This photo released by Twentieth Century Fox Film Corporation shows from left, Kirk Acevedo, Keri Russell, Jason Clarke, Kodi Smit-McPhee and Enrique Murciano in a scene from the film, "Dawn of the Planet of the Apes."

[AP Photo/Twentieth Century Fox Film Corporation, David James]

While “Rise of the Planet of the Apes” was a surprisingly enjoyable reboot/sort-of prequel to the 1968 classic, the film at times came off as a trial run. It seemed like the filmmakers had a grander, richer story they wanted to tell but had to lay the groundwork first. Now that the exposition is out of the way, they’re free to tell that grander story in “Dawn of the Planet of the Apes.” Like “How to Train Your Dragon 2” and “Captain America: The Winter Soldier,” the latest “Apes” film is a perfect example of how to make a sequel. It couldn’t have come at a better time considering how “Transformers: Age of Extinction” brought the summer season down a whole letter grade a couple weeks ago.

Taking place sometime after the previous film, a tribe of genetically evolved apes has overrun the Muir Woods in California. Their fearless leader is Caesar, played once again by Andy Serkis in a stunning performance made possible by motion capture technology. Life is mostly peaceful for Caesar and his clan, which includes his mate and two sons. It also appears that the ALZ-113 virus has wiped out all human life. Sorry, AIDS, another deadly virus linked to monkey’s beat you to the punch line.

It turns out, however, that there’s still a band of immune humans living in a section of San Francisco. They wish to access a dam in the woods to turn the lights back on and reach out to other survivors. To get to the dam, though, they’ll need some assistance from Caesar. Many of the apes are reluctant to help humans in any way, particularly one named Koba (Toby Kebbell). Although Caesar wishes to coexist with the humans in peace, war between the two cultures seems inevitable. Of course anybody who’s seen the ending to the Charlton Heston version knows that.

Jason Clarke, Kerri Russell, Kodi Smit-McPhee and Gary Oldman all do solid work as the humans. Once again, though, this “Planet of the Apes” belongs to the apes themselves. Screenwriters Rick Jaffa, Amanda Silver and Mark Bomback wisely keep their dialog limited, almost entirely conveying emotion through facial expressions and sign language. It’s actually rather astonishing how emotionally involving “Dawn of the Planet of the Apes” is, taking time for quiet, subtle moments of awe that are foreign to the likes of Michael Bay.

At its heart, “Dawn of the Planet of the Apes” is a Shakespearean tragedy meets a science fiction war epic. It’s all about humanity and takes the time to develop everyone as a three-dimensional character, human and ape alike. Even the villains aren’t just war-hungry villains. You can understand their point of view just as you can understands Caesar’s point of view. This provides a multi-layer commentary on the barrier between cultures, which some complained was too one-sided in “Avatar.”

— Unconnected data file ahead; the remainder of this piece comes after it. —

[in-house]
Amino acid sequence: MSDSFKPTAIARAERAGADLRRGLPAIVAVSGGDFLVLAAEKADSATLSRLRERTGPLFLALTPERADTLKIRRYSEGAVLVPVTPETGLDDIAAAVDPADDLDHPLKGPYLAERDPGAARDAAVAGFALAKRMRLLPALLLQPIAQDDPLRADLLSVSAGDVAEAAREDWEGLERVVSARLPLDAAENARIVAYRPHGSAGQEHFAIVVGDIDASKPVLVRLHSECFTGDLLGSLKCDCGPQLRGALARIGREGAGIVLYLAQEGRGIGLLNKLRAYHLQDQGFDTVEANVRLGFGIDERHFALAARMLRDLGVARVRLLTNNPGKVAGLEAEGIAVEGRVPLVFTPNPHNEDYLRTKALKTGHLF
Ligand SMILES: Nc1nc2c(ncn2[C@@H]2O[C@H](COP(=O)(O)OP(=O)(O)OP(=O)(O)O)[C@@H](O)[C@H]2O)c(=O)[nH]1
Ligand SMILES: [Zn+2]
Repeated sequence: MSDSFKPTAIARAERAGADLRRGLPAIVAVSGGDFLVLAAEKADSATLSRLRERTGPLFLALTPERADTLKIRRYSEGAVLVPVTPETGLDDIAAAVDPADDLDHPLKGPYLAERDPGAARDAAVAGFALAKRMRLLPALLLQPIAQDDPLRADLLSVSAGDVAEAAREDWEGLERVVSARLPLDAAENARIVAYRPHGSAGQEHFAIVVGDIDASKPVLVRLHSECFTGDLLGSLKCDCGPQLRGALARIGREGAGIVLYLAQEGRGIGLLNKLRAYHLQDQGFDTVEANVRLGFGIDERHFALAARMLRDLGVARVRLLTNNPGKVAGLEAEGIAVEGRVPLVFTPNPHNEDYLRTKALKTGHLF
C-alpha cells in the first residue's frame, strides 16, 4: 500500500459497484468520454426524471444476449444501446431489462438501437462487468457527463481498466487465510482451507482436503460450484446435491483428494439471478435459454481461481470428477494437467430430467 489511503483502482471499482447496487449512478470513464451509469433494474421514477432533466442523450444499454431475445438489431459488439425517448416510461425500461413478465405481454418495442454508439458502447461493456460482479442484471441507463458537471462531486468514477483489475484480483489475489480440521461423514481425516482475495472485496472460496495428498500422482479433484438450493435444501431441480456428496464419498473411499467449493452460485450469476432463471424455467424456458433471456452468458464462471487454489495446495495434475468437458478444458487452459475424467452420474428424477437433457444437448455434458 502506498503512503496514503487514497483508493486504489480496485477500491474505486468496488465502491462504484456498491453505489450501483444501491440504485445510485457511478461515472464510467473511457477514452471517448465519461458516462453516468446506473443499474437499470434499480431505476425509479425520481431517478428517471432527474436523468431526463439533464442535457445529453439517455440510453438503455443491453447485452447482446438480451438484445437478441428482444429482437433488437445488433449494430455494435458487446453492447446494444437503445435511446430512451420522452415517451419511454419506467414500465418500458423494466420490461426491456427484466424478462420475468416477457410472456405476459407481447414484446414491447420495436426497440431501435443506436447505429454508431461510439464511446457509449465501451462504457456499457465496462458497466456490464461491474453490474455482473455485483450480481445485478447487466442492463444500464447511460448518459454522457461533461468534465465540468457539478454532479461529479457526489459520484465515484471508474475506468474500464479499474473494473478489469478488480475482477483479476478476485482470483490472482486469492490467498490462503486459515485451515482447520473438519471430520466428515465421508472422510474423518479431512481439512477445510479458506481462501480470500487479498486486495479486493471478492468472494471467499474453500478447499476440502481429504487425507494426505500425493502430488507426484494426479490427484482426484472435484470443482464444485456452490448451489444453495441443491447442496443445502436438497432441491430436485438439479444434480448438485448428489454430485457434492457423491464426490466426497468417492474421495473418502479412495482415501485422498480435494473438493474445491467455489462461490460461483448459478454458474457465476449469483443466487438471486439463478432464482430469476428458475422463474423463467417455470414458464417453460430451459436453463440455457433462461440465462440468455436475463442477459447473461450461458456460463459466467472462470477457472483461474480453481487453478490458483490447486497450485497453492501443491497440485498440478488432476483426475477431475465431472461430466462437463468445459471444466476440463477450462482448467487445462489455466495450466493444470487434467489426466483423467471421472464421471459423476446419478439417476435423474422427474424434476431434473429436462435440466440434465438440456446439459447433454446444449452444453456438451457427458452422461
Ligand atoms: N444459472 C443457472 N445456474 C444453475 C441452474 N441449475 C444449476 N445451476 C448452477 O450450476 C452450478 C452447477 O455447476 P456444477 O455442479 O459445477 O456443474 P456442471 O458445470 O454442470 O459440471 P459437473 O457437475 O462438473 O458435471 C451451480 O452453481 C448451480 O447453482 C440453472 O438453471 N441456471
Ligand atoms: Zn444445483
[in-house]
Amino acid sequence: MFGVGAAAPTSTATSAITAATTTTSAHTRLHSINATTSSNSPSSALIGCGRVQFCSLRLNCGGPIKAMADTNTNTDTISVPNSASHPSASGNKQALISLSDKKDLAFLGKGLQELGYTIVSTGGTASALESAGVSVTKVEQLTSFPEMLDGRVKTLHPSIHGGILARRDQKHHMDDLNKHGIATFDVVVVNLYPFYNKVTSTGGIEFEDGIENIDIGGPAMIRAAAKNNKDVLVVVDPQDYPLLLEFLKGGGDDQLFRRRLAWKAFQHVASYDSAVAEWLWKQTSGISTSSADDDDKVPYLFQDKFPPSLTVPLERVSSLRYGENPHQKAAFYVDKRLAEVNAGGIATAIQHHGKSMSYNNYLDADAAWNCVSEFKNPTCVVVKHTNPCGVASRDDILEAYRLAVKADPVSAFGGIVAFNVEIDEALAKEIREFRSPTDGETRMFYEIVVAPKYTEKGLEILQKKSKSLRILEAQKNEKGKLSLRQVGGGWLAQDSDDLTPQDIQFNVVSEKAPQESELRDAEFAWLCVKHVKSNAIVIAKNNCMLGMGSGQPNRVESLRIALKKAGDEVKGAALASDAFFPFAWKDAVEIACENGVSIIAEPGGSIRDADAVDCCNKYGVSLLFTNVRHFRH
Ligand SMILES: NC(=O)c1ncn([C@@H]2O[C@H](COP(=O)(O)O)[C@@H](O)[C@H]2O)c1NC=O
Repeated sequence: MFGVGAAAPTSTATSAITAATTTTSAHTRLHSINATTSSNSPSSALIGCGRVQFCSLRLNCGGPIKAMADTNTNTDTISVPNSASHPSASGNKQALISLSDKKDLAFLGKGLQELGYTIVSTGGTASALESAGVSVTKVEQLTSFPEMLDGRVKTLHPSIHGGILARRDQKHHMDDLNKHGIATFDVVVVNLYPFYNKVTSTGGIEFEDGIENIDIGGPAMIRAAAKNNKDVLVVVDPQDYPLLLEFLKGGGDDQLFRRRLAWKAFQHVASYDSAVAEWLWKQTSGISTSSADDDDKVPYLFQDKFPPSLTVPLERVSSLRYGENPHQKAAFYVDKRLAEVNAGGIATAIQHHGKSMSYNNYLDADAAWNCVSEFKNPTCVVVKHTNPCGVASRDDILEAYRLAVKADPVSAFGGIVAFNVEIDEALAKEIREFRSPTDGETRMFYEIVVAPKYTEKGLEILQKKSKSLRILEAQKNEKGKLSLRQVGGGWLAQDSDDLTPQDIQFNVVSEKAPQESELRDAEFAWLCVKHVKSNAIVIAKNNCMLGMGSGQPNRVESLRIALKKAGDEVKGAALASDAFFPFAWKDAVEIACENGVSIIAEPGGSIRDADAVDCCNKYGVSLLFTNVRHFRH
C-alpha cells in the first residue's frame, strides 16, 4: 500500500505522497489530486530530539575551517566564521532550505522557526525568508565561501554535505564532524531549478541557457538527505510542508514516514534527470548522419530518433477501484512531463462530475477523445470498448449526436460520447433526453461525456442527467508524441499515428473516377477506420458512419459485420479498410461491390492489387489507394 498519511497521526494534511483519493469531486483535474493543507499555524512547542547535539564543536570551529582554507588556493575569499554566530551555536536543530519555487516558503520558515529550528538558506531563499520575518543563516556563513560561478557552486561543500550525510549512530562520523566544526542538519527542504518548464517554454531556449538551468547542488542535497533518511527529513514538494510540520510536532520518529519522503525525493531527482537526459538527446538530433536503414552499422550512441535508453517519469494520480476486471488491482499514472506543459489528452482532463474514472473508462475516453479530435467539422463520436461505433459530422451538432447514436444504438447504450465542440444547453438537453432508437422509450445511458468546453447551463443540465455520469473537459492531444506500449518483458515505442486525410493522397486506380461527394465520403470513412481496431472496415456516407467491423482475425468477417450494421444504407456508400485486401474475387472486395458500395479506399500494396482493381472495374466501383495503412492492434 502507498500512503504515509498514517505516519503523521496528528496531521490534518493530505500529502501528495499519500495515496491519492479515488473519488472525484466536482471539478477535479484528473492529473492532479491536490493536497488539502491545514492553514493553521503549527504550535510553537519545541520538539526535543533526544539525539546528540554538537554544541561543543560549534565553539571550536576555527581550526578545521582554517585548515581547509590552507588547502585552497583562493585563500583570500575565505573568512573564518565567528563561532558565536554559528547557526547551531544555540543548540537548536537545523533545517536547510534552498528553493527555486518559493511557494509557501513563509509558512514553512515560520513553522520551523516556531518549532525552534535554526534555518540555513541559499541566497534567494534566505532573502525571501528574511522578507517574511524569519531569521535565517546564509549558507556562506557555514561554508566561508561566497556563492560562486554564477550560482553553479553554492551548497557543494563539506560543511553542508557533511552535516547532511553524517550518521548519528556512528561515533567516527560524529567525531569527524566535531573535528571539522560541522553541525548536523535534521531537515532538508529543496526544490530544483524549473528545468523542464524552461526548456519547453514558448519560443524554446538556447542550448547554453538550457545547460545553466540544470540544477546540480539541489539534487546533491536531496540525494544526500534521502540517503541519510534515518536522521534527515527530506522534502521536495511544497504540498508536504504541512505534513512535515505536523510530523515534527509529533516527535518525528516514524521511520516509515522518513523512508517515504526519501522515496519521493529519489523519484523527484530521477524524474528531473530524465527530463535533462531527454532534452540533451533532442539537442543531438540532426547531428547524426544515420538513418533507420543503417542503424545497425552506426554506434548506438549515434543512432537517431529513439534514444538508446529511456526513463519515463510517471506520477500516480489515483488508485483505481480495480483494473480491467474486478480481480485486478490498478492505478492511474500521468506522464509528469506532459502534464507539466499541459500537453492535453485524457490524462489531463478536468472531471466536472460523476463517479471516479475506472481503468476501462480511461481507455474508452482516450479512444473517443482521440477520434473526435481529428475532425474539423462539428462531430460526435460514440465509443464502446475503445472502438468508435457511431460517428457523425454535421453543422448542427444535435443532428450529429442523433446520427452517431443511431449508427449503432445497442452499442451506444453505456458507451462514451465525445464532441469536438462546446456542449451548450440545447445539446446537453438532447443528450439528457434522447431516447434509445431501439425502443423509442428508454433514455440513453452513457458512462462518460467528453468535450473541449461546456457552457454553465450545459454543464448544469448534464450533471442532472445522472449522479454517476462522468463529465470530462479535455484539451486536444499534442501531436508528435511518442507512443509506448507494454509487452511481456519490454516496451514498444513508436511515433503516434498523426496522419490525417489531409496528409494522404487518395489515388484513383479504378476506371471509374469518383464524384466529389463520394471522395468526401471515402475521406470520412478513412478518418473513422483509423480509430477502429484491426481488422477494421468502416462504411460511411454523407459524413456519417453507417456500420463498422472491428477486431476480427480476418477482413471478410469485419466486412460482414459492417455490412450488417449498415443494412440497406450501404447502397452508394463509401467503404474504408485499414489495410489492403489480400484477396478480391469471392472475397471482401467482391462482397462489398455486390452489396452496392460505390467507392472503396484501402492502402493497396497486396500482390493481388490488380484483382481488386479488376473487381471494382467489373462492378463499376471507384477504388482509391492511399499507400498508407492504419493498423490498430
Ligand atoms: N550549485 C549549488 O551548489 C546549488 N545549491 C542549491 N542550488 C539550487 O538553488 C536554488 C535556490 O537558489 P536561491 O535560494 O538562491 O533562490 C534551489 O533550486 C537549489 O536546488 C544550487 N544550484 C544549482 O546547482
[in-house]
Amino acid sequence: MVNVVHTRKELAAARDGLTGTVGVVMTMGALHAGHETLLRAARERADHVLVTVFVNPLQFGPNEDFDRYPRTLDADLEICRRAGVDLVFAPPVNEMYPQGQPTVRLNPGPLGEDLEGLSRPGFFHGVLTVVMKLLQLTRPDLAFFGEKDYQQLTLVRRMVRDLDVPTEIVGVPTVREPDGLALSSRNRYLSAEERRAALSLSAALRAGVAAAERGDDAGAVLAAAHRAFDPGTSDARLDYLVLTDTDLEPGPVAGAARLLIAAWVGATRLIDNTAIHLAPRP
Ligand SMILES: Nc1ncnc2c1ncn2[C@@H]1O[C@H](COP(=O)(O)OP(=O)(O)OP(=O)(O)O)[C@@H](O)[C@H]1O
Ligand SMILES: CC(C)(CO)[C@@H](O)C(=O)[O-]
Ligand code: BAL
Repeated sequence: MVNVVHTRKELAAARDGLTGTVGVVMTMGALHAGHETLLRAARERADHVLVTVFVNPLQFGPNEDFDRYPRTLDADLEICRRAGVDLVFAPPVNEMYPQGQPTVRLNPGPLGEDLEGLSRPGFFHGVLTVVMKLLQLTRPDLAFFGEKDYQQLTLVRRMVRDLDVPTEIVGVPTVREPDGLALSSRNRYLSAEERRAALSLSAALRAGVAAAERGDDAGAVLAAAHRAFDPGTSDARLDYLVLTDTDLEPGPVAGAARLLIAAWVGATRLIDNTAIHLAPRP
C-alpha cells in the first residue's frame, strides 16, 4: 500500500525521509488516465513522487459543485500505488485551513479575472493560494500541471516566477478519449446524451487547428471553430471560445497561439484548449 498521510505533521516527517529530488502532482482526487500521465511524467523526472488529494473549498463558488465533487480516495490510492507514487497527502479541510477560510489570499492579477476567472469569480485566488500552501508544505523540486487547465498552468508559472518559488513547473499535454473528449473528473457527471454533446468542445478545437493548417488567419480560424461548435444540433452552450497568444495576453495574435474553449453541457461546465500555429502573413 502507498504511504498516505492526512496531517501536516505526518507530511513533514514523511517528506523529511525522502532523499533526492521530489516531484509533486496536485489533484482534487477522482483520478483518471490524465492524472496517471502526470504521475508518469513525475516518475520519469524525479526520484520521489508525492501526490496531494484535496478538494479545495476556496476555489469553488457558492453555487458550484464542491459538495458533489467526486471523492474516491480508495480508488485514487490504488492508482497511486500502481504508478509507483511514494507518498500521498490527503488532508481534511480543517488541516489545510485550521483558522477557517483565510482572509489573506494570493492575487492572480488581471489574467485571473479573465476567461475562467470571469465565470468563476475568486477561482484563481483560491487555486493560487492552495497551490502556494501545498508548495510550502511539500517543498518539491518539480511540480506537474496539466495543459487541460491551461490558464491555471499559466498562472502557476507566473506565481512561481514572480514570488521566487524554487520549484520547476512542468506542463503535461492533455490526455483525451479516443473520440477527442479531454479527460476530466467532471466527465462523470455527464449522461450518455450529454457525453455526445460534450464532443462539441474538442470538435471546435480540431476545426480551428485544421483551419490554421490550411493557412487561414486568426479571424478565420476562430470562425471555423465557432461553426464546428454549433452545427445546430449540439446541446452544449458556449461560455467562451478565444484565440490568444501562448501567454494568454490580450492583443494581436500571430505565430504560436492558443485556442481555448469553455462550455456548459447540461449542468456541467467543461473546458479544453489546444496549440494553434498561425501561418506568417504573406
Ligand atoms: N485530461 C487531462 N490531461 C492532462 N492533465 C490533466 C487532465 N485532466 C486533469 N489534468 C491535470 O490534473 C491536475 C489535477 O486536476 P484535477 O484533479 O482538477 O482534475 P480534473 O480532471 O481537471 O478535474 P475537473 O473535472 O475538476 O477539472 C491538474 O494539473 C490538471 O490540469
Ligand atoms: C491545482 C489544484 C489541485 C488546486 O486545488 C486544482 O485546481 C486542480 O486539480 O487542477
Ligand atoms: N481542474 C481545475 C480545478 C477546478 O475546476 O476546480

You might be asking yourself, “how can a movie called ‘Dawn of the Planet of the Apes’ earn comparison to the works of Shakespeare, let alone be taken seriously?” But let’s not forget, the original “Planet of the Apes” wasn’t just another lame B-movie. Michael Wilson, who also wrote “Lawrence of Arabia,” and Rod Serling, who created “The Twilight Zone,” saw potential for a thought-provoking story about prejudice, slavery, ignorance and government. The people behind “Dawn of the Planet of the Apes” saw that potential, too. Both the original and this film manage to take a silly idea and turn it into something meaningful. That’s more than can be said about the Tim Burton version, which only made the idea sillier.

Naturally, the film does build up to an action climax. But even then director, Matt Reeves, of “Let Me In” and “Cloverfield” never settles for mere explosion porn. He keeps us emotionally invested, not to mention excited, every step of the way. Walking away from the film, you can’t help but be pumped for the following chapter. As for what’s to come next, it seems like a showdown at the Statue of Liberty is in order.

• Ahwatukee native and Desert Vista graduate Nick Spake is a student at Arizona State University. He has been working as a film critic for five years, reviewing movies on his website, Reach him at

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